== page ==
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A student uses a laser to fabricate a race car.

‘Whatever it is that floats your boat’–or flies your drones, or races your cars, or...

Andrew Gouldstone, a professor of mechanical and industrial engineering, advises five student engineering clubs at Northeastern—including Baja SAE, which designs and fabricates off-road race cars. Photo by Matthew Modoono/Northeastern University

On their own time, often for 40 hours or more per week, a group of Northeastern students meets to design and assemble an off-road race car. When they need support, the leaders of Baja SAE Northeastern turn to Andrew Gouldstone, a professor of mechanical and industrial engineering at Northeastern.

Elsewhere on the Boston campus, students are building a large, autonomous drone that is designed to carry a fleet of smaller autonomous aircraft on its decks. Gouldstone advises them, too.

Two students build drones.

Noah Ossanna, who studies mechanical engineering, and John Buczek, a student in electrical engineering, work on drones in the Forsyth building. Photo by Matthew Modoono/Northeastern University

“Andrew is one of the most important professors at Northeastern for engineering student organizations,” says Noah Ossanna, who is pursuing undergraduate and graduate degrees in mechanical engineering and mechatronics—the study of automated manufacturing—while helping lead the drone effort for the student club AeroNU.

A profile photo of Andrew Gouldstone.

Andrew Gouldstone, professor of mechanical and industrial engineering, and adviser to several student engineering clubs.

Then there is Northeastern Electric Racing, which provides students with opportunities to do all kinds of repair work on cars, in addition to modification and fabrication of parts—and Gouldstone is their adviser too.

Gouldstone also advises Generate, a product-development studio that supports student entrepreneurs from all backgrounds, as well as NUToys, where students work in teams to repair, build, and improve toys with the long-term goal of designing them for children in need.

Additionally, Gouldstone serves as associate chair for experiential innovation—an oversight role of all the mechanical engineering clubs at the university. He has also been instrumental over the past year in helping student clubs safely reopen during the COVID-19 pandemic.

“My personal philosophy is that a university is a place where, if a student has an idea or a thought, or anything to do with their brain, there should be a large group of people who are willing to sit down and talk or listen to them about it,” Gouldstone says. “It just so happens that I work in the technical field, so it works out nicely.”

Gouldstone serves as a liaison who listens to the technical visions of engineering students and helps deliver the support and infrastructure to make the dreams come true. When Ossanna and fellow student John Buczek came up with the idea of building a drone three years ago, they took their idea to Gouldstone.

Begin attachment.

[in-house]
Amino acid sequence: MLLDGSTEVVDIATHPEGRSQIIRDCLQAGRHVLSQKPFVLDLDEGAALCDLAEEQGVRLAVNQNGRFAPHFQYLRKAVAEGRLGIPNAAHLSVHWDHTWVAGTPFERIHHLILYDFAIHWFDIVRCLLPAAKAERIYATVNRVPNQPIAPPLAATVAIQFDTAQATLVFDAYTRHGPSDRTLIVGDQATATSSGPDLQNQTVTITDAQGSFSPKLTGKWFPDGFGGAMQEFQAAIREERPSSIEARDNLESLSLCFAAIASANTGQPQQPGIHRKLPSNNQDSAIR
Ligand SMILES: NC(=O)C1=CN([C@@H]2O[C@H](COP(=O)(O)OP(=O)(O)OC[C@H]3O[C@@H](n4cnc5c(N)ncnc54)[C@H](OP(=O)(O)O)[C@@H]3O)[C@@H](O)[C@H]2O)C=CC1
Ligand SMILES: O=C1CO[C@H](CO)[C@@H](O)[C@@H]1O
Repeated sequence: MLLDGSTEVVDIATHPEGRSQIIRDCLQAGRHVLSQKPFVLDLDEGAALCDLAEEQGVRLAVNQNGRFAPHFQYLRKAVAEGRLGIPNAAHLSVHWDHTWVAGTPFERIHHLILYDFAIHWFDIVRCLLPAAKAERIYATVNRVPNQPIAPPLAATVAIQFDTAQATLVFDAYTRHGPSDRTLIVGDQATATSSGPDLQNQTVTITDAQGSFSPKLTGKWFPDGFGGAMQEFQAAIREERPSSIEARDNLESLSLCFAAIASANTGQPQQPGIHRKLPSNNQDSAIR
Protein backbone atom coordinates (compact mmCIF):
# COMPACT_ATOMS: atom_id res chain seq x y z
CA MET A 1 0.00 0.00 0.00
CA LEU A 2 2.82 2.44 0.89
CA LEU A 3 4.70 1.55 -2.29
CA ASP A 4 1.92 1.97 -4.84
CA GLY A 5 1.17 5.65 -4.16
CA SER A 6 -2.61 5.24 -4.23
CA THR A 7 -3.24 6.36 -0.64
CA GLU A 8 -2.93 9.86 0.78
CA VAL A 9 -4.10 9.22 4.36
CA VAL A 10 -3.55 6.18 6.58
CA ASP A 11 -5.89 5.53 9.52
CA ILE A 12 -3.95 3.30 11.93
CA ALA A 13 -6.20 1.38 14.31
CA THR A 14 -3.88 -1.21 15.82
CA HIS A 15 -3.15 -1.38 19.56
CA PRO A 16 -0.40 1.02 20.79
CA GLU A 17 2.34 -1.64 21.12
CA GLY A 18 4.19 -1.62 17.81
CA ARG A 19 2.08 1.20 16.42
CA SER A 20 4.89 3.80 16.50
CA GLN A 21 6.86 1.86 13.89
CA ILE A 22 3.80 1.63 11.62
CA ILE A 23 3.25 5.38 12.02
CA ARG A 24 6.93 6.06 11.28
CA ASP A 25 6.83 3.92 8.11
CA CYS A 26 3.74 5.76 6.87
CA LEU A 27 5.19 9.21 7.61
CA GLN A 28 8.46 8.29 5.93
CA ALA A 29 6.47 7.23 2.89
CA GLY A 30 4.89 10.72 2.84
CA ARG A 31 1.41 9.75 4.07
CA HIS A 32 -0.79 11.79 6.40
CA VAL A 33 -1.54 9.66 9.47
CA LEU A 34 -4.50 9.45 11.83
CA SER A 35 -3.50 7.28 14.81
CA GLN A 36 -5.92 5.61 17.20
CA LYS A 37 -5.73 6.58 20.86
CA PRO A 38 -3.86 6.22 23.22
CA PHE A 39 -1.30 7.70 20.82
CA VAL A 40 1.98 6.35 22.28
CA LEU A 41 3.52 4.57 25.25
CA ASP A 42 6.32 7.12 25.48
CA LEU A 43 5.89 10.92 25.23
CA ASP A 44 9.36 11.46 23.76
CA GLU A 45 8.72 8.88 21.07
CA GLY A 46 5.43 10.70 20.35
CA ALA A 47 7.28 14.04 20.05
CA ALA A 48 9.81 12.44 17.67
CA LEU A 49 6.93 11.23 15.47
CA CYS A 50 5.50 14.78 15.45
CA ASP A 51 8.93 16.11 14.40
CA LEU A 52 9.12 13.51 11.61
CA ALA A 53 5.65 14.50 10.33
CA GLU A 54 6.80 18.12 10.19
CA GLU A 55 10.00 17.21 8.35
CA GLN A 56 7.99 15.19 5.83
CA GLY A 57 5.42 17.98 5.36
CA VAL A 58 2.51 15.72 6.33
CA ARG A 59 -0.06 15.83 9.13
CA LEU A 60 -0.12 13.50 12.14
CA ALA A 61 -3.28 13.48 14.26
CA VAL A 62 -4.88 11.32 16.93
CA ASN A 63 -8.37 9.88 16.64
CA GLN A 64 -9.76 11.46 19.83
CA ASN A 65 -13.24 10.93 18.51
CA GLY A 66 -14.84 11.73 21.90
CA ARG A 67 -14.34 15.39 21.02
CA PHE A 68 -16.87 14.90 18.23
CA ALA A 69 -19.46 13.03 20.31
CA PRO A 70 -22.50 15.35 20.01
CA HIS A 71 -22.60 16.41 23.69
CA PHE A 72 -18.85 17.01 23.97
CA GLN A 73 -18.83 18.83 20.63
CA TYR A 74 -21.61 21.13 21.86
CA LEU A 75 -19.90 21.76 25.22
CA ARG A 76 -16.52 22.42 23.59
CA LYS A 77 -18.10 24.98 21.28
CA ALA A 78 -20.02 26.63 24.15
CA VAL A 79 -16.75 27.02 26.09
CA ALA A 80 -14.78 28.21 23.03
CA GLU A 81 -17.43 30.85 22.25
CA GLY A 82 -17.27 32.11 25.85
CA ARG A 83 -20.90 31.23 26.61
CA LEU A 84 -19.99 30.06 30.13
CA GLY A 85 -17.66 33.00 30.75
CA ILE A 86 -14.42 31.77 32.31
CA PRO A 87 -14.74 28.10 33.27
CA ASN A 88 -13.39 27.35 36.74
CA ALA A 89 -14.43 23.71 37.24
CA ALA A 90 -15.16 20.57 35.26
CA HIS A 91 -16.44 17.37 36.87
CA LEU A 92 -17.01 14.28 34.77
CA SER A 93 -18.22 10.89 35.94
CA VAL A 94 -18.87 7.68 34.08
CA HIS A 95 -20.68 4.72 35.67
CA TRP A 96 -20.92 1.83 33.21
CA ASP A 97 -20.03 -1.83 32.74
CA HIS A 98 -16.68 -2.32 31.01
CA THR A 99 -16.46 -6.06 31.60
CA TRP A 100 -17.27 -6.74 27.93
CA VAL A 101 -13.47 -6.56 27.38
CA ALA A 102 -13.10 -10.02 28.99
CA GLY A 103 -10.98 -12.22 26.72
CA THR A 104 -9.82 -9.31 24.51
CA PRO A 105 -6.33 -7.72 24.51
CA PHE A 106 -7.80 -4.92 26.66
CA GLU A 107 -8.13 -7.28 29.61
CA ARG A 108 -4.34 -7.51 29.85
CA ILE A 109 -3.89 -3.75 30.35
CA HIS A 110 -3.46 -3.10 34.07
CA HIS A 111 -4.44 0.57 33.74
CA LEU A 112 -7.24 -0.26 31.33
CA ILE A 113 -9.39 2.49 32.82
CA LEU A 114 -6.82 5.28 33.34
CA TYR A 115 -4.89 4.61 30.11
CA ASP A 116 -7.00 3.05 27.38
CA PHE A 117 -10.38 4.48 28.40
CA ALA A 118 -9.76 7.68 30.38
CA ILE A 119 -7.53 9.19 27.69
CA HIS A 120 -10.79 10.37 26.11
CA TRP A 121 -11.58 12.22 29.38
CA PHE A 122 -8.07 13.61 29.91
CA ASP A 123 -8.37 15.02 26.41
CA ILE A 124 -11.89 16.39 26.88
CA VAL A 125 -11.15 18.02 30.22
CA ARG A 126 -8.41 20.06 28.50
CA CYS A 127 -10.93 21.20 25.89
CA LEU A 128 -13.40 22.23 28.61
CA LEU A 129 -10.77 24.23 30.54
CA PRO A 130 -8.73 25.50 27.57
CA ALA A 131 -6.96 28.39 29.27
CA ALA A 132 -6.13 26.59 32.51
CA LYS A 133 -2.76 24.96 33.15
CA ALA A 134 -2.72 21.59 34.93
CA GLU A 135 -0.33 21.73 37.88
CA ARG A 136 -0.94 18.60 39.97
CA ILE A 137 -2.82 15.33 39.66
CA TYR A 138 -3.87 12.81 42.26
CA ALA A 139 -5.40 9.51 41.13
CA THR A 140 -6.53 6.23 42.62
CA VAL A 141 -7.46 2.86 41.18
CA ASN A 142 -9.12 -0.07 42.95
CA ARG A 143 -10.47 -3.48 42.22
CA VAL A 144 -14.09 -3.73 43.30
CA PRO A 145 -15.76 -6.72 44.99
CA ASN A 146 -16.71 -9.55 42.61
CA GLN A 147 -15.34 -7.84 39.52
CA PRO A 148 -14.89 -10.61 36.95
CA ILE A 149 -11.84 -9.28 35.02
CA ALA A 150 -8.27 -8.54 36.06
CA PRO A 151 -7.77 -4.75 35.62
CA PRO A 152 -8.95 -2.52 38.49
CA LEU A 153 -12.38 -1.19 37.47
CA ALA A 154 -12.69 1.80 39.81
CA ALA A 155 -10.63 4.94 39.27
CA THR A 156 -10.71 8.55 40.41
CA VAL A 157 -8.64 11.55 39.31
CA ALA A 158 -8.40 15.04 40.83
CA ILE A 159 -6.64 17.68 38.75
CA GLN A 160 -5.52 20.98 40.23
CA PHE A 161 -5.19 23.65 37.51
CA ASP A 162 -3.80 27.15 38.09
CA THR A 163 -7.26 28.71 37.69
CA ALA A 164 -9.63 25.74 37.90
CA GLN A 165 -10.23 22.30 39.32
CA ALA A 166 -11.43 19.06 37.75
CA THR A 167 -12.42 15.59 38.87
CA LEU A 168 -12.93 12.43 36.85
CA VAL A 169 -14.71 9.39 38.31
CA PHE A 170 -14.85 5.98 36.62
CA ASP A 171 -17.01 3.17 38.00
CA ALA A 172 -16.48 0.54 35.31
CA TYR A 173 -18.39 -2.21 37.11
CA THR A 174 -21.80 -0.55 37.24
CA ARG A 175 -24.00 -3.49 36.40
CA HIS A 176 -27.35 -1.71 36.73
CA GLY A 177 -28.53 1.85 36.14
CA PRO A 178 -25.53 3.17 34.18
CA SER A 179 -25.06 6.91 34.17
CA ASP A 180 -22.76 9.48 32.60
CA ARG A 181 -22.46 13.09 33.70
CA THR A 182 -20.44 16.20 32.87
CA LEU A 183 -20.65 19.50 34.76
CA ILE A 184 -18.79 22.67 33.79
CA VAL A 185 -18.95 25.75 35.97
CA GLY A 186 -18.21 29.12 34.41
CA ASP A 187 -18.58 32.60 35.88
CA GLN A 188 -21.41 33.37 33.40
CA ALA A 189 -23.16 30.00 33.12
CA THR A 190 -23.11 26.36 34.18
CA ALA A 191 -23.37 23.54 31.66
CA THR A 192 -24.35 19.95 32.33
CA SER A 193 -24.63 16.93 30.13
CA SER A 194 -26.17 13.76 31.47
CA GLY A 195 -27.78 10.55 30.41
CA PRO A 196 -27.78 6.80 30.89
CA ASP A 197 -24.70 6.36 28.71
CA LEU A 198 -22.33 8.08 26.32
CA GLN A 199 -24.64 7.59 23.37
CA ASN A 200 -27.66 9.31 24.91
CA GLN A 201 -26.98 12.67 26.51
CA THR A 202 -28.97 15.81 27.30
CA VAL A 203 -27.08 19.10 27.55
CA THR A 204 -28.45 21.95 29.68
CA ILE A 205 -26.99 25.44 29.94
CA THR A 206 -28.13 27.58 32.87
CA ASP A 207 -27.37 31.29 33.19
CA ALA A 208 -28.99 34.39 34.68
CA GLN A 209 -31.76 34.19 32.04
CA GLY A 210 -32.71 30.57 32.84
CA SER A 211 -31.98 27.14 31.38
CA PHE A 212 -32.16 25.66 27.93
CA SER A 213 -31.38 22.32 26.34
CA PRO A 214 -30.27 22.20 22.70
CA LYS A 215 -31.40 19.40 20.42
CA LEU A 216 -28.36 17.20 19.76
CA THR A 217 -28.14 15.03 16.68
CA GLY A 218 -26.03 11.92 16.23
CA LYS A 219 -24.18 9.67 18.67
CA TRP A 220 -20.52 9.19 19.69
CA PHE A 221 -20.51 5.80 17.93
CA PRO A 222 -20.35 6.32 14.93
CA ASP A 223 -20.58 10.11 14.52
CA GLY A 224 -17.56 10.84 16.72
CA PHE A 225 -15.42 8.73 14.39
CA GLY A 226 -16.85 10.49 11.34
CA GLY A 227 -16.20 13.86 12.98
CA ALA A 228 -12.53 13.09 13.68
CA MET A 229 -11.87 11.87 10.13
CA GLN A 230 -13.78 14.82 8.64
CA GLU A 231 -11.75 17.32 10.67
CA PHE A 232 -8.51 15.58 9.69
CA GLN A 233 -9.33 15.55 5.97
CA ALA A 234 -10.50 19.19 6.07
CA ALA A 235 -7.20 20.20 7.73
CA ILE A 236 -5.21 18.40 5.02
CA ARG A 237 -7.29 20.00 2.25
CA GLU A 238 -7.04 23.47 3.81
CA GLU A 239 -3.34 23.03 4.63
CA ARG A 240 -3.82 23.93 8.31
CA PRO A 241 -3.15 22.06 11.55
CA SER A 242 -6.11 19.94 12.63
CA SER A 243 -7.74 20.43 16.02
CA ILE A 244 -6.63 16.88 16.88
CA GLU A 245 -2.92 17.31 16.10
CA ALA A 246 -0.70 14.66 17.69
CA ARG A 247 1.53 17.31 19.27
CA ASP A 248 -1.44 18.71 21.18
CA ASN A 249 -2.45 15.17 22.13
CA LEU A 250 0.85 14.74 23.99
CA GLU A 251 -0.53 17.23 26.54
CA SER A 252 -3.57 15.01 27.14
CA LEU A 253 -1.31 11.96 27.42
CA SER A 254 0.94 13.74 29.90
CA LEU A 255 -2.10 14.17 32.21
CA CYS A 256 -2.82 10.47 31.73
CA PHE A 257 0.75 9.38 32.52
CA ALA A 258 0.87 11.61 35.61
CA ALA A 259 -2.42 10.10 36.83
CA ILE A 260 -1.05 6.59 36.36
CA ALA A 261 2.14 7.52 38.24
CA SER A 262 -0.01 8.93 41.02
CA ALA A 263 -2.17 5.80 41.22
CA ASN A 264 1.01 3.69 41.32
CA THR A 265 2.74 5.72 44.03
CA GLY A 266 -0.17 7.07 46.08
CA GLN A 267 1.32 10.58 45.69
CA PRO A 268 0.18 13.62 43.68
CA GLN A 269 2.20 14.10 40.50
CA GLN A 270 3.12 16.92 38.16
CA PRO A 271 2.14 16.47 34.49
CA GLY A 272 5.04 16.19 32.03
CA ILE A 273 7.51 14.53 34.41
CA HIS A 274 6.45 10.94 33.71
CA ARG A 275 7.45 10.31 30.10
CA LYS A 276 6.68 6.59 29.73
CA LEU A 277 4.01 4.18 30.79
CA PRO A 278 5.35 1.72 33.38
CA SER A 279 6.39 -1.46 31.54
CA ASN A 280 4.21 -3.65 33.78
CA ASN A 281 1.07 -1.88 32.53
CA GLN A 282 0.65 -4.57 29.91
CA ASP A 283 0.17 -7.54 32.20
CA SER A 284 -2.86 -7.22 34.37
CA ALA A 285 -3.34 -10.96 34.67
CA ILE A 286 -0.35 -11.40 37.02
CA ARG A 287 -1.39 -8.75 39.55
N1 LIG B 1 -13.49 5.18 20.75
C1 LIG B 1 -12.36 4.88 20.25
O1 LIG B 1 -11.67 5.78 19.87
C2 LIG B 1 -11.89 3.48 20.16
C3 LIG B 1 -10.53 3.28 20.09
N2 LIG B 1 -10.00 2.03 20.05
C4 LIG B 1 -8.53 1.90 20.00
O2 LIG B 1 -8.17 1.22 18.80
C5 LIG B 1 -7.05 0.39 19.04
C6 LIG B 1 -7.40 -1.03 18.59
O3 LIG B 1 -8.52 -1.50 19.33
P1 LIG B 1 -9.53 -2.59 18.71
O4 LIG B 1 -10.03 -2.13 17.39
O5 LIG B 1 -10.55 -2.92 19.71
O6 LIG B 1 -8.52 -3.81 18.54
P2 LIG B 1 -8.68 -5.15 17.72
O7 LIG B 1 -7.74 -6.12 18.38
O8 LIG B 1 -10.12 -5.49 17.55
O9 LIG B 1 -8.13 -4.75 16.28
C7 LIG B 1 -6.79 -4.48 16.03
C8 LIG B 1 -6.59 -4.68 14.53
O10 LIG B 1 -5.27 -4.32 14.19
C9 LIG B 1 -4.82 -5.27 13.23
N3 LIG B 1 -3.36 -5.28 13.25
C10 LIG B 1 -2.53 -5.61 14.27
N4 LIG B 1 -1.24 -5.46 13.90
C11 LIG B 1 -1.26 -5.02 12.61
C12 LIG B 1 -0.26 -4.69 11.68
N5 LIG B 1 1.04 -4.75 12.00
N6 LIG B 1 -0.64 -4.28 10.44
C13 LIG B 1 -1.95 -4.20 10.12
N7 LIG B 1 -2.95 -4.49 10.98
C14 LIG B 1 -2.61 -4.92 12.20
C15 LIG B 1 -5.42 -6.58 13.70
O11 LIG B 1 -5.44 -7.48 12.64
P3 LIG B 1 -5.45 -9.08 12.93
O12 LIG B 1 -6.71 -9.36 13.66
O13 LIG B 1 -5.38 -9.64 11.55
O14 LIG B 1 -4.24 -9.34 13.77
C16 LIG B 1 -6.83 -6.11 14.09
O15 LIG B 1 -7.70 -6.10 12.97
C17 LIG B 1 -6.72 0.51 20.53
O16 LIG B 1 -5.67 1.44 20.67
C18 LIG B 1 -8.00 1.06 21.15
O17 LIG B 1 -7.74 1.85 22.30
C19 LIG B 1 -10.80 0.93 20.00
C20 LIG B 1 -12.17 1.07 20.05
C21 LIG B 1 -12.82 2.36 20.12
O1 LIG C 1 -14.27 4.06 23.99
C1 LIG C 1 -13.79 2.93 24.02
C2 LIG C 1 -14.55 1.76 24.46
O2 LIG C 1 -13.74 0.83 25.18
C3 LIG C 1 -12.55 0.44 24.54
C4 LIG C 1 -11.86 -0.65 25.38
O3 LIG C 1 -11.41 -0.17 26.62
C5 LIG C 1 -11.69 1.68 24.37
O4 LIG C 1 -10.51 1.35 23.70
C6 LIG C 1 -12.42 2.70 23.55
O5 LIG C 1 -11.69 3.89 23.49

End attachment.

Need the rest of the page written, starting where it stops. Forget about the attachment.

Students build cars.

Northeastern Baja SAE team captain Emily Kerr builds an off-road car. Photo by Matthew Modoono/Northeastern University

“He’s been helpful in everything,” says Ossanna, who, with his clubmates, has learned to add artificial intelligence to the project. By the fall, he and Buczek anticipate that their large handmade mothership will be ready to perform a rescue exercise by dispatching a half-dozen smaller drones to fan out across a large area and find a missing person.

“Andrew’s actual job is to run the mechanical engineering capstone—which is the flashiest capstone because of the fact that we actually are making physical objects,” Ossanna says. “He does that in addition to managing all of these clubs in his spare time. He’s calling us at 9 p.m. to check in. 

“Without him, we would be nothing,” Ossanna says.

The clubs are important because the work that students do after hours reinforces and expands upon their classroom training, says Gouldstone.

“What we’ve tried to do in mechanical engineering over the last five or 10 years, in line with the Northeastern philosophy, is to say, ‘We want you to learn theory, and we know that in the back of your minds you are thinking about machining. You’re thinking about practical stuff—electronics, flying rockets, cars, whatever it is that floats your boat that you think is going to get you that job, or move you forward in your exciting career,’” Gouldstone says. “We’re going to provide those opportunities, and we’re going to provide all of them outside the curriculum. 

“If you want to build a drone, go for it—and we’ll be here to answer questions if you want to go and learn,” Gouldstone says. “What we’re seeing is that students are now starting to find ways to apply their courses to their actual club work, which is really neat. The students of the drone team have a structures team, they have a computational fluid dynamics team, all that sort of stuff. As an adviser, I just think that’s awesome. They’re saying, ‘I actually want to use what I’m learning.’ And if you leave them to their own devices, they start to make the connections themselves.”

Gouldstone helps students resolve the logistical issues of their clubs.

“For the technical stuff, there are a number of faculty that I can draw on to ask, hey, are you interested in speaking with these students?” Gouldstone says. “If I’m working in capstone, or with an independent research student, and that student needs maybe a little bit of machining done, or maybe laser cutting, or they’ve been trying to solder something for three days and it’s just not working—I’ve got this wonderful virtual Rolodex of 100 students or more that are willing to help on a moment’s notice.”

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